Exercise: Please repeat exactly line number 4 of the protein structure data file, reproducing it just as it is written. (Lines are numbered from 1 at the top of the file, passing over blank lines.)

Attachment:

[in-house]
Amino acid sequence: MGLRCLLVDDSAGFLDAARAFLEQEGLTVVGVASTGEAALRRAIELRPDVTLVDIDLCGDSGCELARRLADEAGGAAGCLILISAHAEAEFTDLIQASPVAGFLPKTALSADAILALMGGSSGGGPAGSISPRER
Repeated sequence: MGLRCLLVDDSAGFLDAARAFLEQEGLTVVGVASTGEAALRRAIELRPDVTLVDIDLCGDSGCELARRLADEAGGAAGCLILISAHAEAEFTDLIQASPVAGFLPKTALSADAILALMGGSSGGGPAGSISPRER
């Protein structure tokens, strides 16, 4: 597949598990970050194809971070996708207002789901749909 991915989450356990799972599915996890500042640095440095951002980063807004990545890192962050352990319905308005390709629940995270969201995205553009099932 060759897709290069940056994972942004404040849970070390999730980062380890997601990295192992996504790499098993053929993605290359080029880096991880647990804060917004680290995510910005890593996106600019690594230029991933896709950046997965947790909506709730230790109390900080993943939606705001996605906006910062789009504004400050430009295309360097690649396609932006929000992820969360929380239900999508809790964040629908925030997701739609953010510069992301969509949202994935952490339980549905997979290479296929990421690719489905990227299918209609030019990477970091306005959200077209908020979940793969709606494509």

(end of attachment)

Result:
């Protein structure tokens, strides 16, 4: 597949598990970050194809971070996708207002789901749909 991915989450356990799972599915996890500042640095440095951002980063807004990545890192962050352990319905308005390709629940995270969201995205553009099932 060759897709290069940056994972942004404040849970070390999730980062380890997601990295192992996504790499098993053929993605290359080029880096991880647990804060917004680290995510910005890593996106600019690594230029991933896709950046997965947790909506709730230790109390900080993943939606705001996605906006910062789009504004400050430009295309360097690649396609932006929000992820969360929380239900999508809790964040629908925030997701739609953010510069992301969509949202994935952490339980549905997979290479296929990421690719489905990227299918209609030019990477970091306005959200077209908020979940793969709606494509």